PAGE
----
This intimacy I’m talking about is one you must find for yourself and on your own. It’s one you must pursue with the passion God implanted in your heart. Your hunger must drive you. My hunger and passion for God is not enough for you because when things get tough (and they will) you may discover you have little or no hunger or passion of your own and give up. I can paint some pictures, describe some experiences, and point out various pitfalls, but you can’t find intimacy with God based on my own personal encounters. Those you must pursue on you own.

All I can tell you with certainty is that if you pursue God with all your heart you will most certainly find him. That’s a promise straight out of Jeremiah 29:13 and God cannot lie. I can point, but the pathway you’re on and the speed at which you are traveling are likely not the same as mine. Besides that, I can only lead you to the places I’ve visited.

Pursuing intimacy is first a choice you must make and second, a step of faith you must take. Included in the backpack you will need for that journey is a copy of God’s Word that you can understand, a journal and pen for writing down what God shows you (as well as the pitfalls you encounter), a desperate desire to carry on a conversation with God (some call this prayer), an appointed time and location for meeting God, and likely some worship music of your particular persuasion. You may choose to pack more and that’s up to you. Take what you can carry comfortably.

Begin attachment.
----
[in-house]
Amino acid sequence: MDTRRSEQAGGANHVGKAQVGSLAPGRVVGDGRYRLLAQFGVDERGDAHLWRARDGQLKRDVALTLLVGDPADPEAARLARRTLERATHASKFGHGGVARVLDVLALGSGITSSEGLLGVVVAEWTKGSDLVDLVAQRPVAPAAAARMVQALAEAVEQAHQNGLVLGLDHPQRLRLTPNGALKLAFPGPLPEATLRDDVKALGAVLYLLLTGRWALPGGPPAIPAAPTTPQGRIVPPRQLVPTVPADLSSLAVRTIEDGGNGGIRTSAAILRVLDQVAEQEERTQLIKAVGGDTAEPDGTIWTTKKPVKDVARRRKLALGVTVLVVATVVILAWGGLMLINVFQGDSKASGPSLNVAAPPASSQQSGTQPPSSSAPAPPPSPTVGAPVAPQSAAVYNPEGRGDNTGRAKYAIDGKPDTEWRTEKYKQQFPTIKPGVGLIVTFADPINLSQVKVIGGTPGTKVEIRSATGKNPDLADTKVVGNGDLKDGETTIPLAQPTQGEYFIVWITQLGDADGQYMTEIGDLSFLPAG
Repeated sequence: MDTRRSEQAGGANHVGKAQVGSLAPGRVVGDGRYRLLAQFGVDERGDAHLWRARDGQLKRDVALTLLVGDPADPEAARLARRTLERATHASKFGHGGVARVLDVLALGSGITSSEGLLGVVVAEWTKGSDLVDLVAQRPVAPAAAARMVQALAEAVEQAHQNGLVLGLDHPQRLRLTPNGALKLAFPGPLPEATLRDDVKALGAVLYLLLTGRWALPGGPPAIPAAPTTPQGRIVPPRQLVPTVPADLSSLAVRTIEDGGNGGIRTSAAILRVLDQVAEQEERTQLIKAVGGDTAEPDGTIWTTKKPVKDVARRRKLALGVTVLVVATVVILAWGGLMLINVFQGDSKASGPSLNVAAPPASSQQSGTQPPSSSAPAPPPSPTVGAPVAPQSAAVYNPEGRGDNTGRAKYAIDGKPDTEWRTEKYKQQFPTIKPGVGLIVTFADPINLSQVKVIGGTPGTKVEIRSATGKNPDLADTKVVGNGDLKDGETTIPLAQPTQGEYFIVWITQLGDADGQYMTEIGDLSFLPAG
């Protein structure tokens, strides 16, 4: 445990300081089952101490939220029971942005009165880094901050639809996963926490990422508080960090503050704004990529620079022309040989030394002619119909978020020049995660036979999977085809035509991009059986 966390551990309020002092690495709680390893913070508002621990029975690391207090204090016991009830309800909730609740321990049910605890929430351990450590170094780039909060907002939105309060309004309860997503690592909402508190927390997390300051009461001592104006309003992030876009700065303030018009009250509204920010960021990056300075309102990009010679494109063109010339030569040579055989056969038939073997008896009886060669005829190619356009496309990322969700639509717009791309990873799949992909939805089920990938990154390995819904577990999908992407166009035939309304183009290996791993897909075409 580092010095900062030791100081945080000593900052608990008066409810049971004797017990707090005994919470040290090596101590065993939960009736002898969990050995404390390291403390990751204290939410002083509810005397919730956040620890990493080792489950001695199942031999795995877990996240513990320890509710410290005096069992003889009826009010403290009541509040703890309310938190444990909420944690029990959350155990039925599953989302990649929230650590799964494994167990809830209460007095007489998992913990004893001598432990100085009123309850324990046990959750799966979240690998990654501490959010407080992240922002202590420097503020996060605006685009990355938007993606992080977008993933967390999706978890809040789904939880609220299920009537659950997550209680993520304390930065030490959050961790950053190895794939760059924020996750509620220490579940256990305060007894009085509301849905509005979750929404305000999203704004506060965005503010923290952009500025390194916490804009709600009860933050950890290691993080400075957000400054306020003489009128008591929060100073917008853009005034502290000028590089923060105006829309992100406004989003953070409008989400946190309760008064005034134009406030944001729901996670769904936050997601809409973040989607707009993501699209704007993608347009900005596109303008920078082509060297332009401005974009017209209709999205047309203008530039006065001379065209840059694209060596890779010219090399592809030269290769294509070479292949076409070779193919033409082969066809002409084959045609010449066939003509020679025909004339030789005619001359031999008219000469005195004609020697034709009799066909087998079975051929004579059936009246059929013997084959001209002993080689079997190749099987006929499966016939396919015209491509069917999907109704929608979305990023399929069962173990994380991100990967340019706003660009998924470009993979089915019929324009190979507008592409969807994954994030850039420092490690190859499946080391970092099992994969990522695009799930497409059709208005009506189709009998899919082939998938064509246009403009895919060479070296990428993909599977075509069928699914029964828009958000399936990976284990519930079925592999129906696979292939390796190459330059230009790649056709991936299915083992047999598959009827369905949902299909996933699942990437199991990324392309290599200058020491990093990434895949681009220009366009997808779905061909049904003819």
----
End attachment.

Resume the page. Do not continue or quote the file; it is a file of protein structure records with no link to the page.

A word of caution and encouragement—find a time and a place where you can quiet your self and not be interrupted. Intimacy is something you have with one person—not a crowd. Don’t become mechanical and check your religious list at the door. Be spontaneous (that may take a while), experiment (keep what works and discard what doesn’t), and be adventurous in your pursuit. Don’t be embarrassed or afraid—whatever happens in the secret place stays in the secret place. God certainly won’t tell and no one will know unless you do.